Right to counsel
Litigation, Sexually Dangerous Persons - Commitment
In State ex rel. Seibert v. Macht, the Wisconsin Supreme Court found that a person adjudicated to be sexually dangerous had a right to appointed counsel in their by-right appeal (as previously discussed, there is a statutory right to appointed counsel for the trial). 627 N.W.2d 881, 885-86 (Wis. 2001). The court relied upon the U.S. Supreme Court’s decision in Douglas v. California, 372 U.S. 353, 357-58 (1963), which had held that states providing a by-right appeal in criminal cases had to provide appointed counsel for that appeal, and the Seibert court went on to hold, “[a]lthough a sexually violent person, committed under [Wis. Stat. § 980], is not a criminal defendant, he or she has the same constitutional rights as a criminal defendant. [ ] It therefore follows that an individual committed under Chapter 980 has a constitutional right of counsel in bringing his or her first appeal as of right, emanating from both the Fourteenth Amendment's Equal Protection Clause and Due Process Clause as well as the Sixth Amendment's right of counsel.” Id. at 885-86 (internal citation omitted).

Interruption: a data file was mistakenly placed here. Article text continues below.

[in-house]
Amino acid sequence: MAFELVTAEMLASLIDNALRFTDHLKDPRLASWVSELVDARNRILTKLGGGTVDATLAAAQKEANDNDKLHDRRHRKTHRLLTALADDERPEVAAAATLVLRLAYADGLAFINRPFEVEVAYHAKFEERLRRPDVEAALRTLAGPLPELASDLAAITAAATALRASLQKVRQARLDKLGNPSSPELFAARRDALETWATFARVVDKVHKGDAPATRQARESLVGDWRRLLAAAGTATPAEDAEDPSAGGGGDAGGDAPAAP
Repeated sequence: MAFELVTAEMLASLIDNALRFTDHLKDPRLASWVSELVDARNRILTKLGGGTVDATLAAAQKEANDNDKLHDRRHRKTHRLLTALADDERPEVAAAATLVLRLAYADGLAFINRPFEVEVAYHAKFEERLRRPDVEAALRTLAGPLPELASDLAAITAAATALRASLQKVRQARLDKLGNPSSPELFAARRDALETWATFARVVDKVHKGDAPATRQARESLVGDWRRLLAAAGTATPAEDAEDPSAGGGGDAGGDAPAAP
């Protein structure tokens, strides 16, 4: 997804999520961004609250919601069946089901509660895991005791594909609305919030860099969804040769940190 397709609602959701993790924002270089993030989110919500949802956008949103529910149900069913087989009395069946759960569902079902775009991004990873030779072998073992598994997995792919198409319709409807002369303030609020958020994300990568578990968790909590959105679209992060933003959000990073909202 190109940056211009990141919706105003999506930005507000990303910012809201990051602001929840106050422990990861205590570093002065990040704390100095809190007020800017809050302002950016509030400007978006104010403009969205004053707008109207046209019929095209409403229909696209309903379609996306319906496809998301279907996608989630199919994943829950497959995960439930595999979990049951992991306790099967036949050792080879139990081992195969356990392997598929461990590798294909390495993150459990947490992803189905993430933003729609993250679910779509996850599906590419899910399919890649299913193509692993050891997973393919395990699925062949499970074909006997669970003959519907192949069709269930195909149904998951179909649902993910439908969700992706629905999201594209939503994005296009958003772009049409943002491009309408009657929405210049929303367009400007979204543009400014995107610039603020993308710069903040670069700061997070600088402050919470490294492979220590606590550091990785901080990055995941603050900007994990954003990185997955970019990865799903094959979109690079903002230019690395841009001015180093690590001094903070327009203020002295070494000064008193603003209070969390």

If "yes", the established right to counsel or discretionary appointment of counsel is limited in some way, including any of: the only authority is a lower/intermediate court decision or a city council, not a high court or state legislature; there has been a subsequent case that has cast doubt; a statute is ambiguous; or the right or discretionary appointment is not for all types of individuals or proceedings within that category.
Appointment of Counsel: categorical Qualified: yes